If you need criminal damage to property defense, Meyer Van Severen, S.C. may be able to help. Criminal defense attorneys Matthew Meyer and Benjamin Van Severen have defended this charge dozens of times. We’re familiar with the issues involved in criminal damage cases. Most commonly the crime is charged as a Class A misdemeanor (9 months jail, $10,000.00 fine, or both), but it can be charged in certain circumstances as a Class I felony (3 years 6 months prison, $10,000.00 fine, or both). These very serious penalties show why you may want to hire a criminal damage to property defense attorney.
Criminal damage to property is defined in Section 943.01 of the Wisconsin Statutes.
The elements of misdemeanor criminal damage to property are:
1) The defendant caused physical damage to the property
2) The defendant intentionally caused the damage
3) The property belonged to another person
4) The defendant caused the damage without the consent of the owner
5) The defendant knew the property belonged to another person and knew that the other person did not consent to the damage
“Damage” includes anything ranging from simply defacing property to complete destruction of that property.
“Intentionally” means the defendant has the mental purpose to damage the property, or knew that his conduct was practically certain to cause damage to the property.
Criminal damage to property is a Class I felony if any of the following occur:
1) The property involved was reduced in value by more than $2,500.00
2) The property involved was owned by a public utility/common carrier, and the damage is of the kind which is likely going to impair the services of the public utility/common carrier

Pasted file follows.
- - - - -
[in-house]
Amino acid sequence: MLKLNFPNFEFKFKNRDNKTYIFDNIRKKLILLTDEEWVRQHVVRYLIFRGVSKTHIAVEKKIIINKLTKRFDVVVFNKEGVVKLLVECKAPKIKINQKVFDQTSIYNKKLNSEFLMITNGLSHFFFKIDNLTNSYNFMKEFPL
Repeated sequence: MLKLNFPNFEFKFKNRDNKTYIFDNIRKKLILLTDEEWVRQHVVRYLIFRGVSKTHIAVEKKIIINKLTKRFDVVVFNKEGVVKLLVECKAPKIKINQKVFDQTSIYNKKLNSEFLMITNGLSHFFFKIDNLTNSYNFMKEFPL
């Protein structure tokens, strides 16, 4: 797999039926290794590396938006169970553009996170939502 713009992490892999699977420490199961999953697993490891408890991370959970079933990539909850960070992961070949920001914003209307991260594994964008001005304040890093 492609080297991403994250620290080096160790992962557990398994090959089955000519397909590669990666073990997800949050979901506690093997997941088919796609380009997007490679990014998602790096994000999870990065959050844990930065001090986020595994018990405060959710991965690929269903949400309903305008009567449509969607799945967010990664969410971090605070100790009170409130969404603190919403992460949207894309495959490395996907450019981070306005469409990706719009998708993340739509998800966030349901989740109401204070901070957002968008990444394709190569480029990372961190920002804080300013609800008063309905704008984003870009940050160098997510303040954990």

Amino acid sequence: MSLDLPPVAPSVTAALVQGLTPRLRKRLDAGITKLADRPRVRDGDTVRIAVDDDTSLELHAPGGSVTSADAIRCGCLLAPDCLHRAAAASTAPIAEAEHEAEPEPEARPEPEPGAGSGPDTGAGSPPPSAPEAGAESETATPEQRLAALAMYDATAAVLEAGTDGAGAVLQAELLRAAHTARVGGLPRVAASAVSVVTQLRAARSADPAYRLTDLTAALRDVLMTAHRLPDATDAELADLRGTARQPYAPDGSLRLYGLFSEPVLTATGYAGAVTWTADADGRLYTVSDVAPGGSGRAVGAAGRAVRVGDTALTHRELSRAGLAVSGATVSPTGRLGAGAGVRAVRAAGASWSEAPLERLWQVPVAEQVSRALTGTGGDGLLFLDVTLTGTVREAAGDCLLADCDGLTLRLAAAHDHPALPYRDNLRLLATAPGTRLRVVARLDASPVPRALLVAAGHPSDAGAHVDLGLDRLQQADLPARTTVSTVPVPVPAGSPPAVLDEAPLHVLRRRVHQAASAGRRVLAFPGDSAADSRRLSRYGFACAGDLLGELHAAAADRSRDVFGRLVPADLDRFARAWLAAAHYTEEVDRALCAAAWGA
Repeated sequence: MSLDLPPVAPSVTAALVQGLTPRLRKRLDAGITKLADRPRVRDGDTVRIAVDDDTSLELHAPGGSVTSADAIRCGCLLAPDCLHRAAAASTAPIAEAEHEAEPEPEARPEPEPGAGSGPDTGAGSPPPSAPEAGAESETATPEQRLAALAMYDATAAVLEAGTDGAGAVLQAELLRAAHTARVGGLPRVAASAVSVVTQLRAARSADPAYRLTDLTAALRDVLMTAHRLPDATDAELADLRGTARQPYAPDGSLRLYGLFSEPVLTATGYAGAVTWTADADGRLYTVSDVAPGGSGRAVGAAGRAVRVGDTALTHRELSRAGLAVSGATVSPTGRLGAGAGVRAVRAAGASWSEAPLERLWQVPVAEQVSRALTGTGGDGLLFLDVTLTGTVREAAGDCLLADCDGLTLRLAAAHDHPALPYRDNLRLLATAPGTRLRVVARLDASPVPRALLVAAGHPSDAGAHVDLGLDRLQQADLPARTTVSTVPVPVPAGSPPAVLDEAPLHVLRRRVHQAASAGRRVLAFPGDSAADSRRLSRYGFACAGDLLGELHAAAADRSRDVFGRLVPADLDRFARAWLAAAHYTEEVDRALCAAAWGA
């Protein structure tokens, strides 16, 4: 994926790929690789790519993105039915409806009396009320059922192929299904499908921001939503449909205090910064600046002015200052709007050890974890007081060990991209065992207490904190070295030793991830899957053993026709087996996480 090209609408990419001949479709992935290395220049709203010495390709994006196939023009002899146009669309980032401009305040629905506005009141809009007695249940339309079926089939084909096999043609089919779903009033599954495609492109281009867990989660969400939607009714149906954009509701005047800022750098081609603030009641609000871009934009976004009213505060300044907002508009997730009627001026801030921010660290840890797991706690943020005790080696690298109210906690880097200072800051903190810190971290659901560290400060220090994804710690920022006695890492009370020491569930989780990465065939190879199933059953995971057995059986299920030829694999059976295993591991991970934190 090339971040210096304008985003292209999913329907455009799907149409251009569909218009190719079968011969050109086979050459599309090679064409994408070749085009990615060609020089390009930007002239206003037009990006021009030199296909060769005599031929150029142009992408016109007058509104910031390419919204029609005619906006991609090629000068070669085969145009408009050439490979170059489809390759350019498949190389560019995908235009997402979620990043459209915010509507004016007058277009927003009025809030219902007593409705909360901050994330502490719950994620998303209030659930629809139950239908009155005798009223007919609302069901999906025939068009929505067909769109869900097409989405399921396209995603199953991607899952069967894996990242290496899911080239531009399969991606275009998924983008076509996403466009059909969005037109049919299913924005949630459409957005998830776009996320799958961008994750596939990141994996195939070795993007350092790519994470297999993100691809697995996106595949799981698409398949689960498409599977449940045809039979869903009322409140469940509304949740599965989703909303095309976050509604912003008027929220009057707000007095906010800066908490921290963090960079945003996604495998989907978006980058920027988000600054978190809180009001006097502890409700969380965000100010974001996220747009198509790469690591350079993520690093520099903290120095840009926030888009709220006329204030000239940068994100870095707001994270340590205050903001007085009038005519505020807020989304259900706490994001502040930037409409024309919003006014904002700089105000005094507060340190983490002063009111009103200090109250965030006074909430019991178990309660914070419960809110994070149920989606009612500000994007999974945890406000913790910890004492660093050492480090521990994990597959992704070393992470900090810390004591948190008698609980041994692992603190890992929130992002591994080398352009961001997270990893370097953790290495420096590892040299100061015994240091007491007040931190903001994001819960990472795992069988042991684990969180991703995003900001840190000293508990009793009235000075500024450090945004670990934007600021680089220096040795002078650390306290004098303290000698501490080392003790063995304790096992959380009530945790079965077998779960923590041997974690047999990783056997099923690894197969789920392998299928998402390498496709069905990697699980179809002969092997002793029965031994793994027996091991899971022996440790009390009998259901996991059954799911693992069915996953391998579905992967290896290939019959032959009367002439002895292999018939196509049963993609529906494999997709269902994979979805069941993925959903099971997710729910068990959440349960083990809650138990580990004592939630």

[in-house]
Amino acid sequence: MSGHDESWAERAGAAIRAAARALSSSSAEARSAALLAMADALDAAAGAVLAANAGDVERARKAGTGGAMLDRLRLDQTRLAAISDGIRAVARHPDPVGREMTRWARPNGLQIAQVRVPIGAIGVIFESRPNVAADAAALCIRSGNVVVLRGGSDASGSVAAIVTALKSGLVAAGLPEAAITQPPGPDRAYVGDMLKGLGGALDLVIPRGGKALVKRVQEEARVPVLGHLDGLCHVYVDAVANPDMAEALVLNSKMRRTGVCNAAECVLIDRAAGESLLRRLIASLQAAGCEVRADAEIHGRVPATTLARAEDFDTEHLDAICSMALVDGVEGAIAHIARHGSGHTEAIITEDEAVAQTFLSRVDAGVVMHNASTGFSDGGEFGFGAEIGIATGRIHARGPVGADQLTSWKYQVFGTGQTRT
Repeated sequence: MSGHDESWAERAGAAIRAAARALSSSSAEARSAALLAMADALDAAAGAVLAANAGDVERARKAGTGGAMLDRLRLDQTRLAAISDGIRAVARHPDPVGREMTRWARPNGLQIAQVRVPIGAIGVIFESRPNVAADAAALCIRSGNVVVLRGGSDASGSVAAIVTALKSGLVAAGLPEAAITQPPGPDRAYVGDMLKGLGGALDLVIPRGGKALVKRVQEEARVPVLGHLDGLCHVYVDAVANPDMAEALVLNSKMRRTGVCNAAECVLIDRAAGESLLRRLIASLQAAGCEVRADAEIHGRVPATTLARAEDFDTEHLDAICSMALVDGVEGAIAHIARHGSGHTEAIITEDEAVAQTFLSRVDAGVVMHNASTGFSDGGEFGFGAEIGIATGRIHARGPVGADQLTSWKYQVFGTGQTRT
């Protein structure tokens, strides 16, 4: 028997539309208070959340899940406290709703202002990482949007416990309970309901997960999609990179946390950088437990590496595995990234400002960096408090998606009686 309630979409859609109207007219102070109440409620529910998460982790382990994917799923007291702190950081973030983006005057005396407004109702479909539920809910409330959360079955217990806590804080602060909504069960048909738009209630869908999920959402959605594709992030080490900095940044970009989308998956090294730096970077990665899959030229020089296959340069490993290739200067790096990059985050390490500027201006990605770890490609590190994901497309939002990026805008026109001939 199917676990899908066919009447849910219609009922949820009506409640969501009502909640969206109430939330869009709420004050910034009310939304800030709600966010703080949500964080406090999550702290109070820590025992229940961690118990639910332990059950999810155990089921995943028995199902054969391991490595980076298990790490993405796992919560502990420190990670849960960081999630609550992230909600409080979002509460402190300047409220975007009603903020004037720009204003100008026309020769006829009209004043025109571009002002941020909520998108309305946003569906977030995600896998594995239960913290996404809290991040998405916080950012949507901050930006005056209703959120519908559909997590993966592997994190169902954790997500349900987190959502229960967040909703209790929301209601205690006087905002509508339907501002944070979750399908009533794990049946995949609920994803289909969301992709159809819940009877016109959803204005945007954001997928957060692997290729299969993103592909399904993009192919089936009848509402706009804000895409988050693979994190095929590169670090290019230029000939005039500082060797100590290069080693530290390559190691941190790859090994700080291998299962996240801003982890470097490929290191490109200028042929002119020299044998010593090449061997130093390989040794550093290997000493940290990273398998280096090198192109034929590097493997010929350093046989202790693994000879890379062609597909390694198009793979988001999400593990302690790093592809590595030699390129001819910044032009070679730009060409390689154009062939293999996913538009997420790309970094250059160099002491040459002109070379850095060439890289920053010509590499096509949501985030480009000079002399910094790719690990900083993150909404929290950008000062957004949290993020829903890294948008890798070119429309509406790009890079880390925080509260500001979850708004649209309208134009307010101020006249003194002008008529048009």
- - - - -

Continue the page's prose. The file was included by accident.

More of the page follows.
3) The property involved belongs to a petit/grand juror and the damage was caused by reason of a reaction to a verdict
4) The damage occurs on state-owned land listed with the DNR’s registry of prominent features in the landscape
5) The property damaged is a plant/plant material, being grown as feed for animals, or to be used for commercial purposes, or for plant research and development
6) The property damaged is a vending machine, the person acted with intent to commit theft from the machine, and the property damage ranged between $500.00 and $2,500.00.
It’s important that your criminal damage to property defense attorney understands the law and its intricacies when defending you. Our criminal defense attorneys have defended criminal damage cases at trial. While every case is different, we can help you defend your case.
Often a criminal damage to property case involves testimony from a witness claiming that the defendant damaged property. If that individual is lying we need to bring that out. Proving it to the prosecutor could result in a dismissal of charges. If not, we will need to prove the lie to a jury. At our initial consultation we will discuss your case and all of the issues involved in your case. During that initial meeting we will begin to figure out how to defend your case.
Criminal damage to property is a serious crime. This crime is an aggravated misdemeanor or a felony, both which carry serious penalties. Meyer and Van Severen are criminal defense attorneys who provide criminal damage to property defense. Our defense attorneys have won criminal damage to property cases. Contact our defense firm at (414) 270-0202 to discuss your case and see if a Milwaukee criminal attorney can help you.